Customer impact through services

Customer impact through services

Fighting for customers’ attention against the (marketing) noise of direct and indirect competitors is expensive and ineffective. Once customers have bought a product, its services, or a lack thereof, that makes the difference. Being appreciated for great services that complement products helps to retain and attract customers.

Improving service is more effective than expensive marketing campaigns

Businesses invest 20 to 30 times more in marketing and branding than in the development of services. Most organisations who cannot get the upper hand on their competition with their products try to beat them with smart (usually expensive) campaigns. Services represent an opportunity to gain competitive advantage in a more effective way.

Customer acquisition vs. customer retention

In most businesses money is made through direct and indirect sales and therefore companies (over) invest in attracting customers with special offers and an enticing (sales) experience. Closer examination shows that customers’ experiences are mostly based on being a customer or user, not on becoming one. Bad service experience is one of the main drivers for customers to defect, switch, or complain.

Meet and exceed expectations with great service

Your business, and especially your service, matter – particularly when customers require assistance or information. Every time customers require anything from a business, there is an opportunity to meet and exceed their expectations.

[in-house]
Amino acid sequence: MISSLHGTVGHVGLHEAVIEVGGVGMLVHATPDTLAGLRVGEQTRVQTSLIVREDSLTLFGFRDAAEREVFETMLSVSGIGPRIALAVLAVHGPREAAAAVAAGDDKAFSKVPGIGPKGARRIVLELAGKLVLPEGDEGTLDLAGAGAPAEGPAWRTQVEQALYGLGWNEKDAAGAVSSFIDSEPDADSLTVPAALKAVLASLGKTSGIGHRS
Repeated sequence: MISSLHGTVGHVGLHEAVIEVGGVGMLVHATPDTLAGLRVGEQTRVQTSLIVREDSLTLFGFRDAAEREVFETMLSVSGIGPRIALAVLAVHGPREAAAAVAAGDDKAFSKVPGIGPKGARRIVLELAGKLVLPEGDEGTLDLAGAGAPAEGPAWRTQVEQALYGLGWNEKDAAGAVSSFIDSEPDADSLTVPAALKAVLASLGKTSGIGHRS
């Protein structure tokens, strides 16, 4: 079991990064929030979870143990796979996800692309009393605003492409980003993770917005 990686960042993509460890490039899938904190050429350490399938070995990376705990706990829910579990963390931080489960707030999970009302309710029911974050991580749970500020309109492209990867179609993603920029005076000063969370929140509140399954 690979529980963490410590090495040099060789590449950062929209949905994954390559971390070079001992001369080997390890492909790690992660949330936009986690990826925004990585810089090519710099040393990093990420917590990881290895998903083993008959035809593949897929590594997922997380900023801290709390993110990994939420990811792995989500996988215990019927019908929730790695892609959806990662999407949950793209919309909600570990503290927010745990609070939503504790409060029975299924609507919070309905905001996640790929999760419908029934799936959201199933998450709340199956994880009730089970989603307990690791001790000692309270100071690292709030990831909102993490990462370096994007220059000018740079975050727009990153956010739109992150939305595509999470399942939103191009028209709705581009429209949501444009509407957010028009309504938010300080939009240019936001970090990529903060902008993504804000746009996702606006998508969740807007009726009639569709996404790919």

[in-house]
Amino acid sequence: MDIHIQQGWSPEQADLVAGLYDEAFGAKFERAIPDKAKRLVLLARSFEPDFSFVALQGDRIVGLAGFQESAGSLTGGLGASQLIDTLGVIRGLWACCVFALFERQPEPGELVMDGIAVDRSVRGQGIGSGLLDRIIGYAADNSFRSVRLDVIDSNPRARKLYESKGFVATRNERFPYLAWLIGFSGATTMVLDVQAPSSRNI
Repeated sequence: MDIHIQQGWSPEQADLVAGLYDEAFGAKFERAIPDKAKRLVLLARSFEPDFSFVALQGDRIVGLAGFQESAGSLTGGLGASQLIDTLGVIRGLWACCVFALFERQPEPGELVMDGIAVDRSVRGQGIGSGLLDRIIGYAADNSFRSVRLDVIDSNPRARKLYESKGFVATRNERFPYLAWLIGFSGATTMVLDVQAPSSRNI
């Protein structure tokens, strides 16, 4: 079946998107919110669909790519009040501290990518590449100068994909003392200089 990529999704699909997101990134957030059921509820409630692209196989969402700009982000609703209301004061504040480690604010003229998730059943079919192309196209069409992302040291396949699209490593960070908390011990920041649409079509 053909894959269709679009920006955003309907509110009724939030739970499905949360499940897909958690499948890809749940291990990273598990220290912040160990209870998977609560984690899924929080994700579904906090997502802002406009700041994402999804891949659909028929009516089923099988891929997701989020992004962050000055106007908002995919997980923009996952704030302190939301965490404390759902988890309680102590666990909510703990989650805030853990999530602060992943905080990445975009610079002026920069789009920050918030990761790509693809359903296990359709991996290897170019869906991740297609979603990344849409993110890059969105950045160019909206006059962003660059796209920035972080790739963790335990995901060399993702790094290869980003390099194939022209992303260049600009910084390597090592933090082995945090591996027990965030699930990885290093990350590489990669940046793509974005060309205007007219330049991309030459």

Many organisations communicate to their customers from an internal point of view – missing an opportunity to really engage with customers during different phases of the customer lifecycle. This mismatch results in customers perceiving a service as noise – and customers do not like noise.

Service to exceed customer expectations

The level of service available when making a purchasing decision should continue post purchase. Offering customers a perfect start supports the goals of exceeding customer expectations. A ‘perfect start’ requires organisations to be proactive and supportive in guiding customers during the early phases of using a new product or service. Actually delivering good service at specific points in the customer lifecycle has more impact than talking about it in a brochure.

The 80-20 rule applied to service

Offering a small group of customers an excellent service generally results in a positive experience for all involved. Unfortunately it does little to the bottom-line. Focusing on the service failures that impact 80% of the customer base results in many – as opposed to a few – happy customers. It forces an organisation to improve internal consistency and transparency and more importantly – be easier to deal with for customers.

Promote your service

Retention, loyalty and advocacy are not based on incentives alone – in fact, they are largely based on great service. Customer experience great service when businesses meet or exceed their expectations. Therefore businesses should only promote incentives that they are able to deliver. For customers to perceive your businesses and its products or services as relevant, it is vital to offer great service during various stages of the customer lifecycle. Marketing of the service experience you can offer enhances the product, the brand and the customer relationship.

Build customers relationships through services

Understanding when and where customers expect support and guidance is invaluable. Organisations that are able to identify this moment will have the opportunity to offer the right service at the right time – they will be perceived as relevant. Offering relevant services allows a brand to have customer conversations that are more meaningful and full of opportunities to sell and promote.